Emoji As AAC

While doing a bit of design work on the blog (look, it’s not specifically called “roll of toilet paper”), I remembered how I used to hate emoji. It prompted me to try to figure out what had changed, which with my memory deficiencies is something of a big ask.

Then I realized that it maybe it had something to do with my autism diagnosis in late 2016, as emoji effectively are a form of augmentative and alternative communication (AAC), and there’s far less cognitive stress in sending someone a “thumbs-up” and whatnot instead of all the time trying to find the words for a social exchange. That cognitive usefulness might have struck me before my diagnosis just through experience but I feel like it must have solidified afterward. As a general thing, I don’t use AAC and never thought about it at all until just realizing that to a certain extent I do.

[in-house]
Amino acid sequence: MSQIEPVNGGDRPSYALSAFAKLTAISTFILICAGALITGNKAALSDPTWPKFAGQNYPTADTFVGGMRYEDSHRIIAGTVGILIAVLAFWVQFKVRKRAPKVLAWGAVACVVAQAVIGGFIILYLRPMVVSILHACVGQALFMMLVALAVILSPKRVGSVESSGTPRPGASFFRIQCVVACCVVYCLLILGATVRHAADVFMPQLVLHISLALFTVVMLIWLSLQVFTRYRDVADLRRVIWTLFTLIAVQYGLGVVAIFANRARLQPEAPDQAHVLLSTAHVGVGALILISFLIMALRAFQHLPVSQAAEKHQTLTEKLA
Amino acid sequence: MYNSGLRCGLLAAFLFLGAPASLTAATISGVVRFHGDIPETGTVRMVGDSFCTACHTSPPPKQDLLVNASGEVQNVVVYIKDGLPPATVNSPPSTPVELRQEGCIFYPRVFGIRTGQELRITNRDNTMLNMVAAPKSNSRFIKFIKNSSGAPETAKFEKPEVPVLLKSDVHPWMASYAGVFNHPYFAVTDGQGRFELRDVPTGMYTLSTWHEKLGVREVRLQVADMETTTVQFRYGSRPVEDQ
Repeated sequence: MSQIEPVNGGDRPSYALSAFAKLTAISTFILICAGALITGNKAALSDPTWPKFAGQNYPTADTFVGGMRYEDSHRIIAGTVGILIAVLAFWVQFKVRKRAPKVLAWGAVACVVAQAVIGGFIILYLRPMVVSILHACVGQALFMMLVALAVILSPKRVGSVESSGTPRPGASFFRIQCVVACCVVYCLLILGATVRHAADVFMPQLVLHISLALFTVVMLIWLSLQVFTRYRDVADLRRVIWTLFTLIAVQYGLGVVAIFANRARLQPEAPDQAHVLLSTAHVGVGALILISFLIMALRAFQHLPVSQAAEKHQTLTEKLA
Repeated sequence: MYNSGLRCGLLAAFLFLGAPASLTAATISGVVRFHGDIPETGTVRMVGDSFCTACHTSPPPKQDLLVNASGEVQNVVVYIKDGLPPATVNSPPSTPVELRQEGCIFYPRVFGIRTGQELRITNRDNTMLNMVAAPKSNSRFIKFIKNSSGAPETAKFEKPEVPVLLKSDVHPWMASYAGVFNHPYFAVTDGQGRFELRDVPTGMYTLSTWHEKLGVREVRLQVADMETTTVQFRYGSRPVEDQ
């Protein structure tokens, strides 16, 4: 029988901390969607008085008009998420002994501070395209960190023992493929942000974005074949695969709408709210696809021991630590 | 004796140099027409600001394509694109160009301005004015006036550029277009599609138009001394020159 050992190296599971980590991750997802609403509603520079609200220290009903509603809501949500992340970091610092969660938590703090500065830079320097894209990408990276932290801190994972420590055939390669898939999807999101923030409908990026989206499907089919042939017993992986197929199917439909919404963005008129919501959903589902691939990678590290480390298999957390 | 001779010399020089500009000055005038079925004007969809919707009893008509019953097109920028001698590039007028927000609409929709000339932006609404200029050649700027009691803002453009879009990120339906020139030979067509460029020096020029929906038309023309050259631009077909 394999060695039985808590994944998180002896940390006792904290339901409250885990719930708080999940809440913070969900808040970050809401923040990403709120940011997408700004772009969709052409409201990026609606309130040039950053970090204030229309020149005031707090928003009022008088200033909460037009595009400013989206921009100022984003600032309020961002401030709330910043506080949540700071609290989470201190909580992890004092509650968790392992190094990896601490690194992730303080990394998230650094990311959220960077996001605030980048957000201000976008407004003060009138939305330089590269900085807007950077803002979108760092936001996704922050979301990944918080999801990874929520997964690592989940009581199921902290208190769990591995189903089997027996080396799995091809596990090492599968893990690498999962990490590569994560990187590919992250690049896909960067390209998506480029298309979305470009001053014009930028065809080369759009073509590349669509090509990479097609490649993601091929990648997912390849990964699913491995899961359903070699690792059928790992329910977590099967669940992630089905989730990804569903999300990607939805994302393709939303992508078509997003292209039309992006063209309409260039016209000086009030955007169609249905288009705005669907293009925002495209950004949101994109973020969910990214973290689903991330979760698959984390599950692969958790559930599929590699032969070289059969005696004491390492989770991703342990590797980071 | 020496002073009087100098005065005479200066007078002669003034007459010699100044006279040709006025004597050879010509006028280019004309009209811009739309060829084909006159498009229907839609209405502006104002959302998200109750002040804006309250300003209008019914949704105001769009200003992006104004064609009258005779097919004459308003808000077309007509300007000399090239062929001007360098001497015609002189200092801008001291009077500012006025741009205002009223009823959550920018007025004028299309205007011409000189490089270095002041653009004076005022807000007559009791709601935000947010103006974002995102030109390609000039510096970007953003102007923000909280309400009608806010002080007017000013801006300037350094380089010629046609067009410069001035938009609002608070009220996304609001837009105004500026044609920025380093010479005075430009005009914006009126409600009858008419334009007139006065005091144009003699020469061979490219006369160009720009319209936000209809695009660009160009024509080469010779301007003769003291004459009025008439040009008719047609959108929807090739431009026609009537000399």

That emoji are AAC of course is nothing close to an original thought. It just never occurred to me before, probably because it’s a form of AAC that’s normatively acceptable and so essentially unnoticed.